'The Switch,' A Conversation with Joseph Finder

06/13/2017 06:42 am ET Updated Jun 13, 2017
Photo: Joel W. Benjamin

Joseph Finder is the bestselling author of thirteen previous novels, including The Fixer and Suspicion. Two bestsellers, Paranoia and High Crimes, became major motion pictures. His awards include The Barry, Gumshoe, and The International Thriller Writers Award. His new novel is The Switch.

The Switch focuses on Michael Tanner, an ordinary guy whose marriage and business career are in trouble. Coming home to Boston from a business trip, he accidentally picks up the wrong MacBook laptop after it passed through TSA screening. He doesn’t notice the mix-up until he arrives home, and when he sees its owner affixed a Post-It with a password, he opens the laptop, happy to be able to contact that person to correct the mix-up. But, by opening that laptop, his nightmare begins. He’s in possession of a U.S. senator’s laptop which contains “top secret” government files. Michael Tanner finds himself at the center of an extraordinary manhunt, and his entire life begins unraveling.

The Switch has a ‘ripped from the headlines’ quality, yet veers in its own unique direction. What role do current events play in your conception of thrillers?

I think thrillers play upon the ambient anxieties in our society. You can write a thriller having nothing to do with the headlines, but it will still have some relationship to what’s going on in our culture.

I was writing The Switch during the 2016 presidential campaign at the time Donald Trump was lambasting Hillary Clinton. I didn’t finish writing the book until after the election, and I suddenly realized I was writing a conspiracy novel during a conspiratorial age—with the issue of Russia having hacked into and having tried to interfere with our electoral process. While not all of my books are ‘ripped from the headlines,’ this one was and it felt like it was appropriately so.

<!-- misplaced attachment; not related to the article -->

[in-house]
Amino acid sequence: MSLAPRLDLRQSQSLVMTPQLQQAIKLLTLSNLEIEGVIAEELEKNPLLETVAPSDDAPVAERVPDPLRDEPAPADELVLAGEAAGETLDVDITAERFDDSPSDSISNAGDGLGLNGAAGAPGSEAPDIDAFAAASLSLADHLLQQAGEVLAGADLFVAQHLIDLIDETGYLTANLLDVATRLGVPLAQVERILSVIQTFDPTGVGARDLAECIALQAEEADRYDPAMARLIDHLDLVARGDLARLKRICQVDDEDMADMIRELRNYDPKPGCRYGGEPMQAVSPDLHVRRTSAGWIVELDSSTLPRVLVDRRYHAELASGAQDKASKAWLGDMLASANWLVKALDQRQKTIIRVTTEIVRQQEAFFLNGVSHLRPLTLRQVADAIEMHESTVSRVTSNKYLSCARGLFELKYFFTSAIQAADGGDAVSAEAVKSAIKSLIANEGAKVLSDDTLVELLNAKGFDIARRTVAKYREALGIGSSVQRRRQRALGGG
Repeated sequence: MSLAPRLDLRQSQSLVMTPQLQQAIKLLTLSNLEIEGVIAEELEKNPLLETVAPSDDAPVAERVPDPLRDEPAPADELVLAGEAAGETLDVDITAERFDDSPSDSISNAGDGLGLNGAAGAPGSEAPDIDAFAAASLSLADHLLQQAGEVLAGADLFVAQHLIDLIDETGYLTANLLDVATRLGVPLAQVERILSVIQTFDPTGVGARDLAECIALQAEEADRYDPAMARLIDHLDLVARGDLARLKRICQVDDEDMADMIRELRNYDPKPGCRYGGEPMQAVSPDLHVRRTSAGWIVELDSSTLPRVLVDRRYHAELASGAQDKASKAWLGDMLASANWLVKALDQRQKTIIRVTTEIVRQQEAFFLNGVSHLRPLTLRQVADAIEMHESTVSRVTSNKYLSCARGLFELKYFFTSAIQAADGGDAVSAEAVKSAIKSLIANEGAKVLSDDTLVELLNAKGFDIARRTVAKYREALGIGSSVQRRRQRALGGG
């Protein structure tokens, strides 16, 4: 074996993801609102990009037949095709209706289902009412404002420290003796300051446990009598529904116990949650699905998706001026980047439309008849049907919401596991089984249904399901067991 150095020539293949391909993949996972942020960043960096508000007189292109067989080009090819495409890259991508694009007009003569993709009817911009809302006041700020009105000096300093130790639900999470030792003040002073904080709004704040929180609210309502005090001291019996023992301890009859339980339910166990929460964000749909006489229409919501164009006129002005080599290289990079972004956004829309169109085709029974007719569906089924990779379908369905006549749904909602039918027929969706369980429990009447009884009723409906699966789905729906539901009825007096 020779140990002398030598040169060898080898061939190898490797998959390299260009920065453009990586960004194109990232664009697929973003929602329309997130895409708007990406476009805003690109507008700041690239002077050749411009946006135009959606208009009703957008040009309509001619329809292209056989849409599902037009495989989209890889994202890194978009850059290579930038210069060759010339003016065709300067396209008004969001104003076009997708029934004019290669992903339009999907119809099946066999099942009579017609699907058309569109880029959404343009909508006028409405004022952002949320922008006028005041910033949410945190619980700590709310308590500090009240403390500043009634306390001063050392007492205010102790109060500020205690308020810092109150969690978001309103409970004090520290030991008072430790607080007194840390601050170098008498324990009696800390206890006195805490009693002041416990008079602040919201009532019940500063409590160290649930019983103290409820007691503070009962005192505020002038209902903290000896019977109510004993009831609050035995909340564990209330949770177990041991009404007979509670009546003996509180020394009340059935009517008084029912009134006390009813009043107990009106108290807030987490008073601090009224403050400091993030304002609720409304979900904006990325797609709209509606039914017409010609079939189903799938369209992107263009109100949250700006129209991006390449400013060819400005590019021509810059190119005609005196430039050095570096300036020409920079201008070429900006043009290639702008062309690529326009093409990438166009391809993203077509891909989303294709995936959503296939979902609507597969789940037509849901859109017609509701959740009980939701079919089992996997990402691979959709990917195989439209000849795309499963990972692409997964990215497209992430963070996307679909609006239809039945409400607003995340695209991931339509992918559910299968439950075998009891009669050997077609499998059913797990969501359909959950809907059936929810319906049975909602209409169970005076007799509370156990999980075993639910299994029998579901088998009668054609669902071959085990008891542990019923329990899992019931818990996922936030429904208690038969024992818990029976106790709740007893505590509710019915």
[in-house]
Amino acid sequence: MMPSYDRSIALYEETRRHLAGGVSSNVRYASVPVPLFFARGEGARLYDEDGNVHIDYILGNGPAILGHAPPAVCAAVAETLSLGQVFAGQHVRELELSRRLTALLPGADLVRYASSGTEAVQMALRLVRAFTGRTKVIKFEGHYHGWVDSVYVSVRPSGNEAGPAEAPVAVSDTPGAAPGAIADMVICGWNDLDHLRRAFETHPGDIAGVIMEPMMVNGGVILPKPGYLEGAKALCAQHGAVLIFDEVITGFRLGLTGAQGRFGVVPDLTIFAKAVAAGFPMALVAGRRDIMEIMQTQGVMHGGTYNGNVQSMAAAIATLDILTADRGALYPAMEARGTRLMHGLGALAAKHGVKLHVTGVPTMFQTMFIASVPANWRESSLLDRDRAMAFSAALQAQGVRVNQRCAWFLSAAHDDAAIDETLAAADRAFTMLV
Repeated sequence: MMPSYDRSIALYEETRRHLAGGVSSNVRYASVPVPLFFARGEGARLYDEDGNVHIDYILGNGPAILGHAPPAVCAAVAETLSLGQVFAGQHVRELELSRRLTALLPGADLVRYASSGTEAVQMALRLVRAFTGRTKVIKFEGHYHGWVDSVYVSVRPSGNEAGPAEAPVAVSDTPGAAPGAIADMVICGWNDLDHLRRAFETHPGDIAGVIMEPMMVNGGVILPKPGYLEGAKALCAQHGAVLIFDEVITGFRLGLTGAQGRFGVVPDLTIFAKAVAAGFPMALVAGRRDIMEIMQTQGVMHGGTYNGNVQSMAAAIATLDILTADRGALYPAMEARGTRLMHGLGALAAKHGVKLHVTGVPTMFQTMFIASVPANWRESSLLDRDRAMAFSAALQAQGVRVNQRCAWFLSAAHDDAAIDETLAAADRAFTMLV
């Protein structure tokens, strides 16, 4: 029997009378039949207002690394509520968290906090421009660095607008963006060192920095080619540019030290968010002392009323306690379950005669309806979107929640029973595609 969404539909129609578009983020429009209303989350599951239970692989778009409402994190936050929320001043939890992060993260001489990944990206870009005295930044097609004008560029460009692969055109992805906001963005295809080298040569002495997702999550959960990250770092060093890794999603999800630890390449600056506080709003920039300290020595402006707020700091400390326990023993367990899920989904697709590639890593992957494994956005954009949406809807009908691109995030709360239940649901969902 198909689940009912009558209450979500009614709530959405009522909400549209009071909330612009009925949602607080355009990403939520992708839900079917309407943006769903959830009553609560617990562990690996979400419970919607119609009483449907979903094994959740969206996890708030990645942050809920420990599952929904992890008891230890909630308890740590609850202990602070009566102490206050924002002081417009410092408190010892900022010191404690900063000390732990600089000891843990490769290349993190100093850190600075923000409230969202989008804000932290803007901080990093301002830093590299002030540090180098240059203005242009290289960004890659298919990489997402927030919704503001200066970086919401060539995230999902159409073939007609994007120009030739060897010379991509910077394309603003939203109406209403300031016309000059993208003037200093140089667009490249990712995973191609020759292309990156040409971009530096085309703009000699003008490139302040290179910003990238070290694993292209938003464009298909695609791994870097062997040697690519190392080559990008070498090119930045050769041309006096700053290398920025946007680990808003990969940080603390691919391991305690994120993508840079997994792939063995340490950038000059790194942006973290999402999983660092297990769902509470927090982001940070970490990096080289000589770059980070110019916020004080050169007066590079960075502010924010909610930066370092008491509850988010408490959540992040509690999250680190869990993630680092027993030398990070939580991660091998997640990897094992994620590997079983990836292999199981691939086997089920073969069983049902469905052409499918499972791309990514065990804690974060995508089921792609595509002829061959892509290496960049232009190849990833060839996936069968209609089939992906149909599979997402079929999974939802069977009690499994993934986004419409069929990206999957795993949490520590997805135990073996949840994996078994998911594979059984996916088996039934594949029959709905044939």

How did this idea of a mistaken switch of laptops occur to you?

I was on a book tour and grabbed my Mac Book Air when it came out of the X-ray machine. I stopped and realized it was someone else’s. So, I thought, ‘What would have happened if I’d grabbed the wrong laptop?” Probably not much. It would have involved a hassle, but it wouldn’t have been a big deal. I then thought, ‘What if this was a laptop belonging to someone important and there was something on it? At that point, my twisted mind kicked in and I had a story.

You once said, ‘The daily news brings me stories I could never use in a book, because nobody would believe them. Fiction has to make sense. Real life doesn’t.’ Tell us more about that.

In our increasingly conspiratorial age, countless political conspiracy theories float everywhere. This is the kind of story I wouldn’t make up; it just seems too far-fetched. Basically, a thriller is about the restoration of order. There’s a tear in the fabric of someone’s life and it’s mended by the end of the novel. The story must make sense. It cannot be about an open-ended conspiracy. Reality doesn’t have to make sense in a way that fiction must make sense. That may be one of the reason we read fiction—it’s a way of processing our fears and worries, and coping with them.

Many of your novels deal with government agencies and corporate conspiracies. How did you develop an interest in these issues?

I came very close to joining the CIA. I have friends who work there—friends I really admire—and I must say, I always read Robert Ludlum novels, which helped foster my interest in these things. Robert Ludlum’s novels were always about large conspiracies. In general, I’m not a conspiracy theorist, I’m a conspiratologist. I’m interested in the study of conspiracy and what it does to people. I actually don’t believe in conspiracies to the extent that many people do because I think government people involved in conspiracies are unable to keep a secret. The notion of conspiracies is an interesting way of looking at the world. I was trained as a Sovietologist, and I think understanding the way the Kremlin works is an exercise in conspiracy theory.